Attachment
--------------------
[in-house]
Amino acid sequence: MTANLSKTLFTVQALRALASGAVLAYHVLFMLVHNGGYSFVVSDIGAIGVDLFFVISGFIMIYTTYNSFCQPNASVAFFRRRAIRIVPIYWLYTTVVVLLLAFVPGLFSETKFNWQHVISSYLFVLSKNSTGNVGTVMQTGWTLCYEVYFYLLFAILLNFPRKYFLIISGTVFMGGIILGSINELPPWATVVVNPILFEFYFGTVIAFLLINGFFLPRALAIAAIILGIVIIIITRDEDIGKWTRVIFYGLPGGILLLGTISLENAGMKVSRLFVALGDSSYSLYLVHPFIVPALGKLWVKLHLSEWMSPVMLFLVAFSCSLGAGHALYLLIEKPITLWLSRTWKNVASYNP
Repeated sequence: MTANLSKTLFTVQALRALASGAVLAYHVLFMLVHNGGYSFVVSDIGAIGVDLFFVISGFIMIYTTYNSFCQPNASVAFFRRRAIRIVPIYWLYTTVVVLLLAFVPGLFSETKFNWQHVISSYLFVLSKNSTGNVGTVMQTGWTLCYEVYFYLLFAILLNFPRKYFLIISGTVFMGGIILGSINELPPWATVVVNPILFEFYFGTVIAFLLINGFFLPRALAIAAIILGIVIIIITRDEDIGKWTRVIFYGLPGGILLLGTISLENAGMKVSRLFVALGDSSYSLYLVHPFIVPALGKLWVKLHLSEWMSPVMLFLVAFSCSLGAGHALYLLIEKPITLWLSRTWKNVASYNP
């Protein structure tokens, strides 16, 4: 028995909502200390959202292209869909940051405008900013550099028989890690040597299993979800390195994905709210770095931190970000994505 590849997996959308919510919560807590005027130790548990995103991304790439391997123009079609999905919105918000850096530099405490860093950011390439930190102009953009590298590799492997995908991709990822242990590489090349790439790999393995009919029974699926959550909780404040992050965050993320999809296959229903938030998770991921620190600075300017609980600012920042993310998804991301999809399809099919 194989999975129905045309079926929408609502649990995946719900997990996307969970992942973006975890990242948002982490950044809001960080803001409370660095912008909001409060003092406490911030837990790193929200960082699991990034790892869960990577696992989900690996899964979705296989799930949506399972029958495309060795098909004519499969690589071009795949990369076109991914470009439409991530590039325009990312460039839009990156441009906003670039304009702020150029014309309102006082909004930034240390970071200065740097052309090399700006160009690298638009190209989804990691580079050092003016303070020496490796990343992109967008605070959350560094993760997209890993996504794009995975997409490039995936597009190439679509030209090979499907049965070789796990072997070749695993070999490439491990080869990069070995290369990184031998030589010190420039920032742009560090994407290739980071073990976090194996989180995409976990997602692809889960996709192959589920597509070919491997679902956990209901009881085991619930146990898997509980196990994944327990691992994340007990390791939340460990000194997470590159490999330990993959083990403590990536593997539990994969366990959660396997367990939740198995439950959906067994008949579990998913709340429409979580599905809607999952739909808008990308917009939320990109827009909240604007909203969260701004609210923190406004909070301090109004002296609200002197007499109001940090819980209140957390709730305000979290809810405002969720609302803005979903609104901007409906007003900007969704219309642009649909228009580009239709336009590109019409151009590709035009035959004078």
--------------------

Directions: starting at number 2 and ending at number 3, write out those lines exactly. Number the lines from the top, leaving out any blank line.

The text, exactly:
Amino acid sequence: MTANLSKTLFTVQALRALASGAVLAYHVLFMLVHNGGYSFVVSDIGAIGVDLFFVISGFIMIYTTYNSFCQPNASVAFFRRRAIRIVPIYWLYTTVVVLLLAFVPGLFSETKFNWQHVISSYLFVLSKNSTGNVGTVMQTGWTLCYEVYFYLLFAILLNFPRKYFLIISGTVFMGGIILGSINELPPWATVVVNPILFEFYFGTVIAFLLINGFFLPRALAIAAIILGIVIIIITRDEDIGKWTRVIFYGLPGGILLLGTISLENAGMKVSRLFVALGDSSYSLYLVHPFIVPALGKLWVKLHLSEWMSPVMLFLVAFSCSLGAGHALYLLIEKPITLWLSRTWKNVASYNP
Repeated sequence: MTANLSKTLFTVQALRALASGAVLAYHVLFMLVHNGGYSFVVSDIGAIGVDLFFVISGFIMIYTTYNSFCQPNASVAFFRRRAIRIVPIYWLYTTVVVLLLAFVPGLFSETKFNWQHVISSYLFVLSKNSTGNVGTVMQTGWTLCYEVYFYLLFAILLNFPRKYFLIISGTVFMGGIILGSINELPPWATVVVNPILFEFYFGTVIAFLLINGFFLPRALAIAAIILGIVIIIITRDEDIGKWTRVIFYGLPGGILLLGTISLENAGMKVSRLFVALGDSSYSLYLVHPFIVPALGKLWVKLHLSEWMSPVMLFLVAFSCSLGAGHALYLLIEKPITLWLSRTWKNVASYNP